Rebecca couldn't remember a time when she hadn't done exactly what was expected of her--until now.
"James, you and Louise act as though I'm going into the wilderness to live in a tent. Have you forgotten I have a house there?" Rebecca glanced out the window. A rented, covered wagon, loaded with her possessions, stood at the end of the walkway, ready for her departure. Now all she had to do was say good-bye to her brother and sister--again. For even at this late date, her siblings were still trying to talk her out of leaving.
"It's been years since you've seen that place. How do you know it's still standing?" A frown creased her brother's brow. "Besides, those people are different from folks you've always known. They're clannish, superstitious, and suspicious." He stacked his objections like a barricade.
"What will you do for entertainment, Rebecca?" Louise chimed, twisting her linen handkerchief about her index finger. "You're leaving at such an awkward time. The bridge tournament is next week. Whatever will we do?" The handkerchief became damp and limp as Louise's agitation grew. Louise could always be counted on to get to the heart of things. One more set of whist or one more garden social, and Rebecca would scream. Love for her sister stifled her protest. Instead, she laughed softly. "Where's your sense of adventure?"
Noticing the stricken looks on their faces, Rebecca realized they were like two slices of plain white bread, filling and nourishing, yet tasteless. And she'd been sandwiched between them since birth. Then, taking pity on the pair, she tried to reassure them.
"James, you have control of my business affairs. You've agreed to find renters for the house, to forward my mail and bank drafts. You've made excellent investments with the remainder of my funds. What else is there?"
"Family," her sister replied.
"Family, Louise? You have a family. James has a family. I lost my husband thirteen years ago. Now, with Mama and Papa gone, I have no..."
"You have us. You know we love you," James reminded her.
"Then wish me well."
Social blinders firmly intact, they skirted the real reason behind Rebecca's decision to rearrange her life. To do so would give it credence, and that, neither was willing to do. Guilt was their weapon of choice and they dished it up in double portions.
"What will our friends think? Judge Rice's daughter going God knows where, to care for the sick and diseased, handling corrupt flesh, and washing the bodies of strangers." Louise's plump body shuddered visibly at the thought.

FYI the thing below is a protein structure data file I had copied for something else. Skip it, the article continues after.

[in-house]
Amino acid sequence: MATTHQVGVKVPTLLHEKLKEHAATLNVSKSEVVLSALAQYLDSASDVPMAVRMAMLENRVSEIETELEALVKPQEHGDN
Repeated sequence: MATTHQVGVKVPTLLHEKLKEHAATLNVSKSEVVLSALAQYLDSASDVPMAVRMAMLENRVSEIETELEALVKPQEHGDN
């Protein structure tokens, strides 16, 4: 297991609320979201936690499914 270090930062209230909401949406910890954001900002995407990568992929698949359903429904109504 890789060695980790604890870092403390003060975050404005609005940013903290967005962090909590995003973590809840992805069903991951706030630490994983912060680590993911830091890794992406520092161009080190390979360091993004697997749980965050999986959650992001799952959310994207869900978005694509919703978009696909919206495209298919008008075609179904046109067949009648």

"I don't care what they think!" Rebecca stepped to the window and pulled back the lacy curtain. Jimmy Johnstone, her young driver, waited beside the wagon. "It's time I started living for myself," Rebecca said, turning.
"Sister, that's selfish. You should think of someone other than yourself."
"I am thinking of others! It's for others I'm going to the hill country. There, I won't face the restrictions of social stigma." She unleashed her pent-up passions and flung their objections back at them. "No one will know, or care, who I am. They won't have prejudices against a woman nursing and caring for their sick. I'll finally be free to practice what I learned so many years ago. I've waited so long--too long--to use it." She looked first at James, then Louise, silently imploring them to understand her need.
Louise busied herself mopping tears with her crumpled hanky. James held Rebecca's gaze, refusing to relent in his attempt to dissuade her. This emotional tug of war would get them nowhere. Besides, they meant well and she didn't doubt they were genuinely concerned for her safety. Maybe she shouldn't have been so blunt with them. After all, even the missionaries, who taught her the truth about faith healing and how to care for the sick, had refused to allow her to go into field service with them. Apparently, even they had restrictions on unattached females. So be it. She would go where she was needed, on her own.
"James." Rebecca softened her voice, but held her brother's gaze while she spoke. "Contrary to what you think or say, I don't believe the people of Big Grassy valley won't accept me, once they know why I'm there." She smiled faintly, hoping to draw him away from his stubborn stance. "After all, this is 1895, not the Dark Ages."
In all fairness to her brother and sister, she was also thinking of herself. She simply must share with others what she had learned. "Please, both of you, try to understand." She looked at her sister. "I have to do this. I want more out of life than to be a sponge, soaking up the leftovers of life."
Louise dabbed at her eyes and hiccuped. James threw his hands up as if in surrender. Rebecca hugged them both, dropped her house key in James' hand, and dashed out the front door before either had an opportunity to object further.